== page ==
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Cavern City & Lea Co
Child Advocacy Centers

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What is a CAC?

Child Advocacy Centers (CACs) are child-friendly facilities where children and families impacted by abuse can get the help they need to begin the process of healing.

The CAC provides a warm,
non-threatening environment designed especially for children and adolescents. The child-focused environment and collaborative team approach reduces the trauma for children during the investigative process.

How to Talk to the Child About Abuse

If the child wants to talk to you about the abuse, it's fine for you to listen. However, you should not question the child about what happened or suggest things to the child either before the interview or during the course of the investigation.

Give the child permission to talk to the interviewer about anything that may have happened. You might tell the child: "I'm going to take yo to see someone who talks to kids. They talk to kids about all sorts of things that might have happened. You are not in any trouble. It's always important that you tell the truth."


About Forensic Interviews

Discovering that a child or teen in your life may have been abused or may have witnessed a traumatic event is likely to be a stressful experience. This information may help answer some of your questions about how the CAC and forensic interview process works.

- Who will my child talk to?
Interviews are conducted by a highly trained interviewer who will talk with the child, asking non-leading questions that are age and developmentally appropriate. Other professionals, such as a social worker, police detective, and assistant district attorney involved in the case will usually observe the interview from outside of the interview room. These professionals are able to communicate with the interviewer during breaks in the interview, to ensure that they get the information they need to keep the child safe and conduct their investigation. This procedure, as well as recording the interview, reduces the likelihood that future interviews will be necessary.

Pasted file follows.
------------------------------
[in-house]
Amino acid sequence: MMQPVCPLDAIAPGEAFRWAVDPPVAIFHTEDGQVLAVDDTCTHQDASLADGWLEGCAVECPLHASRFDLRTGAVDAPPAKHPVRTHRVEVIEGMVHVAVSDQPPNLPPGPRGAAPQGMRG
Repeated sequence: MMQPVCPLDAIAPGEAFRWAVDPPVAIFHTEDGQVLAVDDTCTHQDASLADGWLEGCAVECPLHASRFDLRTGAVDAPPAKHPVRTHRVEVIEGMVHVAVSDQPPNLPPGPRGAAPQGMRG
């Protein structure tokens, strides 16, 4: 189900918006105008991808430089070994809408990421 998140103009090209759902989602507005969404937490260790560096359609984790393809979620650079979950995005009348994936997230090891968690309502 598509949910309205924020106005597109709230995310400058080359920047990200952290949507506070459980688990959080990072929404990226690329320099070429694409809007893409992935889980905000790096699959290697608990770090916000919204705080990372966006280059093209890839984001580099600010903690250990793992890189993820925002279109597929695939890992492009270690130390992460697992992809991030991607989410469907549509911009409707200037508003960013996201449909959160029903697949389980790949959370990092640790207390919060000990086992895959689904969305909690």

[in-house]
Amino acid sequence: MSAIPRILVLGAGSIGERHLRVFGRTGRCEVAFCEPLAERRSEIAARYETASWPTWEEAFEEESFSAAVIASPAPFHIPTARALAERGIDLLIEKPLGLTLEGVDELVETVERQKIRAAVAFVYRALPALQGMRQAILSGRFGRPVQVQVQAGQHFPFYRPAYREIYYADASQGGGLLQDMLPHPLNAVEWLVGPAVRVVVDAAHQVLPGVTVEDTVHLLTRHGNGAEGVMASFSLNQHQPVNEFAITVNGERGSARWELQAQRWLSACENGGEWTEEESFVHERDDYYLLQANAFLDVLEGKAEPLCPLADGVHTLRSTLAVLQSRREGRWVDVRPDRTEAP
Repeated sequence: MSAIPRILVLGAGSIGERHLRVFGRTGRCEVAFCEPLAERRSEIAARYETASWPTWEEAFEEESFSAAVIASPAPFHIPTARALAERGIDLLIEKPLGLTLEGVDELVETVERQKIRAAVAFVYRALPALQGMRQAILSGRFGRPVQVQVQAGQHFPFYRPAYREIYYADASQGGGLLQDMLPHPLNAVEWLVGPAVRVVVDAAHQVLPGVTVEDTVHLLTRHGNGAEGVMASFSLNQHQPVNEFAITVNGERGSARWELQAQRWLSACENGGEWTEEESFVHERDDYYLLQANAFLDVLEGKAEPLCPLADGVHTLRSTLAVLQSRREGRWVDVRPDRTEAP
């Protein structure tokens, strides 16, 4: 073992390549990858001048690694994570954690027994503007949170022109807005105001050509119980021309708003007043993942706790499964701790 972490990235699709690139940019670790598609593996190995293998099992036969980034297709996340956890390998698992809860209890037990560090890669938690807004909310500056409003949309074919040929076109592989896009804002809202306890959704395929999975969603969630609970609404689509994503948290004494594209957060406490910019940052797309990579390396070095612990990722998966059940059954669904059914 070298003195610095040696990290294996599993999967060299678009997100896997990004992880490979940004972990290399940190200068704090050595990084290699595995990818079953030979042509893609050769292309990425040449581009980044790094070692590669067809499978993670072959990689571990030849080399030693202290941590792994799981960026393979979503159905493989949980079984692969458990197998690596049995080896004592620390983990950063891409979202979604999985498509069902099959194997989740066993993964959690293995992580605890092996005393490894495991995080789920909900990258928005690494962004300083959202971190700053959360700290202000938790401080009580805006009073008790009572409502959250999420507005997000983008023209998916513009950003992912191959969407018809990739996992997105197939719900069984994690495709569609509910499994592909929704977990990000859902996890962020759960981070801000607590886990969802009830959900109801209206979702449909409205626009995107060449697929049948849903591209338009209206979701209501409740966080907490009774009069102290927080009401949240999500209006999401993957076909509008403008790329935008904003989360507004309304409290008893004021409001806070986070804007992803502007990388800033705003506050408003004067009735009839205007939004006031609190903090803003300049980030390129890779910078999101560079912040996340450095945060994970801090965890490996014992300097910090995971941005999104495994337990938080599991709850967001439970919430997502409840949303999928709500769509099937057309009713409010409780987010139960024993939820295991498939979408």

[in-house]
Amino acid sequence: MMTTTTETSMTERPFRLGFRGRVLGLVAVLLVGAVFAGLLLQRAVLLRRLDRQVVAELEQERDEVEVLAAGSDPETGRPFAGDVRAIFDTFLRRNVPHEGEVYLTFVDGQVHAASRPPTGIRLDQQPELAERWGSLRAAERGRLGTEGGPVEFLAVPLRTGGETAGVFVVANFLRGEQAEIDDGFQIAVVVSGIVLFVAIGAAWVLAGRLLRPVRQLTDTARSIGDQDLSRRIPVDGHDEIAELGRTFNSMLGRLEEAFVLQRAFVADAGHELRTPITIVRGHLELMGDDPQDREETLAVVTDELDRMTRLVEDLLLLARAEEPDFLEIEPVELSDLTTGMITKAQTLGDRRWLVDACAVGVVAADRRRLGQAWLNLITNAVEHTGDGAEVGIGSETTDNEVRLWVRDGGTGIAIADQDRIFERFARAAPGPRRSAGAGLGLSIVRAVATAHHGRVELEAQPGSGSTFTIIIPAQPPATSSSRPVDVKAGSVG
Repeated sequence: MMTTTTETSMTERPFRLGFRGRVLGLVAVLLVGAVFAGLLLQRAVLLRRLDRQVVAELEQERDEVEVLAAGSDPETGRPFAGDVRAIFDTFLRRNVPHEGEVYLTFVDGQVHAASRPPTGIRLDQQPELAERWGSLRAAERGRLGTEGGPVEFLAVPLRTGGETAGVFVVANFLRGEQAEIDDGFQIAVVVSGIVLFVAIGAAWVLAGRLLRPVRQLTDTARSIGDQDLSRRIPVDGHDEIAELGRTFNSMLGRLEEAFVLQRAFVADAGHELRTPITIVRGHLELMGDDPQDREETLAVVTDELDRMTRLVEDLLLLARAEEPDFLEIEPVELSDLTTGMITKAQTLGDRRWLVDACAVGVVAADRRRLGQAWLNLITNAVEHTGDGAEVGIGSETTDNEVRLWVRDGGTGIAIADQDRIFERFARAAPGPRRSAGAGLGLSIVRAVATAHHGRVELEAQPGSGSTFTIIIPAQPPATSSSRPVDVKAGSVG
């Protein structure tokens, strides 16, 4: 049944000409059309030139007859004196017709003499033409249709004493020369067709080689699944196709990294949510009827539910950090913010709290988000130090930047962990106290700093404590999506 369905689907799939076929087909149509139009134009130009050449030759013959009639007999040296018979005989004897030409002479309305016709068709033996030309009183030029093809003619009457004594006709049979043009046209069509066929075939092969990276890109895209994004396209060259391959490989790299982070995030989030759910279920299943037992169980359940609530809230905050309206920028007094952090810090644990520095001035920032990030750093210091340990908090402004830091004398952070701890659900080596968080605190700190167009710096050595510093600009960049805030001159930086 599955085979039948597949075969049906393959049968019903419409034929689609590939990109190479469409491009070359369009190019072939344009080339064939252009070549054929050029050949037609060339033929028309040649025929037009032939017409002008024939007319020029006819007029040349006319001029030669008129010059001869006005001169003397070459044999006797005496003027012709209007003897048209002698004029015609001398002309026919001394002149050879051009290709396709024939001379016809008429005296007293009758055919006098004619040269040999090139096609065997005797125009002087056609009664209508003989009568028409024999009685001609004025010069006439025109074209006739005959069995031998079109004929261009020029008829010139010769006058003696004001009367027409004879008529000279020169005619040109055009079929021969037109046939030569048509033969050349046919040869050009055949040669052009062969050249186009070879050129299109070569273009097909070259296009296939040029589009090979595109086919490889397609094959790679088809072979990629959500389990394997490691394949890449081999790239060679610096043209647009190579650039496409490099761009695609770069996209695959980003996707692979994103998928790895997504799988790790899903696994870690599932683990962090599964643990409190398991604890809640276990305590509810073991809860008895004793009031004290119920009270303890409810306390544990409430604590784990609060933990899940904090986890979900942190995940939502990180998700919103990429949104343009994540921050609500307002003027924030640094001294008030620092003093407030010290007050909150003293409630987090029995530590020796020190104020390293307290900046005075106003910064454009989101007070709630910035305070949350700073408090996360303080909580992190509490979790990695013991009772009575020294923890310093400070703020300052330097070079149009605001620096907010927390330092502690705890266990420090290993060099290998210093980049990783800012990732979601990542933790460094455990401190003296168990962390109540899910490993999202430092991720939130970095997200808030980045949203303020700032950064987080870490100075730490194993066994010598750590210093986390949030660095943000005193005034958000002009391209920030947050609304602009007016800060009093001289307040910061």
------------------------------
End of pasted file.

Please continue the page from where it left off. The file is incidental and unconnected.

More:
- Can my child take a break?
Your child may need reassurance that you you are present at the CAC in another room. Children may leave the interview room at any time to take a break or check on you in the other room. They are never forced to talk.

- How long is the interview?
Generally the interview will not last more than 45 minutes. However, you should expect to spend about 1.5 hours at the CAC. The length of the interview may be affected by how long the abuse lasted, the child's age, attention span. developmental level, and emotional state. If additional support such as language interpretation or other assistance is needed, that can also affect the time required.


After the Interview

A team member at the CAC will discuss recommendations and next steps. Sometimes, the detective or social worker may recommend that a qualified medical professional who has experience in abuse cases examine the child. There is no cost to you for this examination. The CAC advocate can help to explain the process, offer other resources available to your family, provide updates on the status of the case, and follow up on what else the child may need. Recommendations for therapy may be discussed with you.

- Do I talk to my child after?
You can thank the child for talking to the interviewer and listen to them if they choose to talk to you about it. It's important not to pressure the child to talk about the interview and what was said.

- Will there be more interviews?
Usually, the child will only need to come to the CAC for an interview once. However, sometimes more than one interview may be necessary. The social worker and/or detective will discuss this situation with you if the need arises.


Child Abuse Response Teams


Child Abuse Response Teams offer comprehensive services to children and their families.

These teams bring together professionals from law enforcement, child protective services, medical, mental health, victim advocacy, and other agencies.

Community professionals develop and use an investigation protocol adapted for their area to provide healing and justice for families affected by child abuse.


A Word from our former Board President & former Eddy Co Sheriff
Scott London

Every person who knows or has reasonable suspicion that a child is being abused or neglected in New Mexico must report the matter immediately to the Children, Youth, and Families Department's Statewide Central Intake child abuse hotline, to law enforcement, or the appropriate tribal entity.

1-855-333-SAFE (7233) or #SAFE from a Cell Phone


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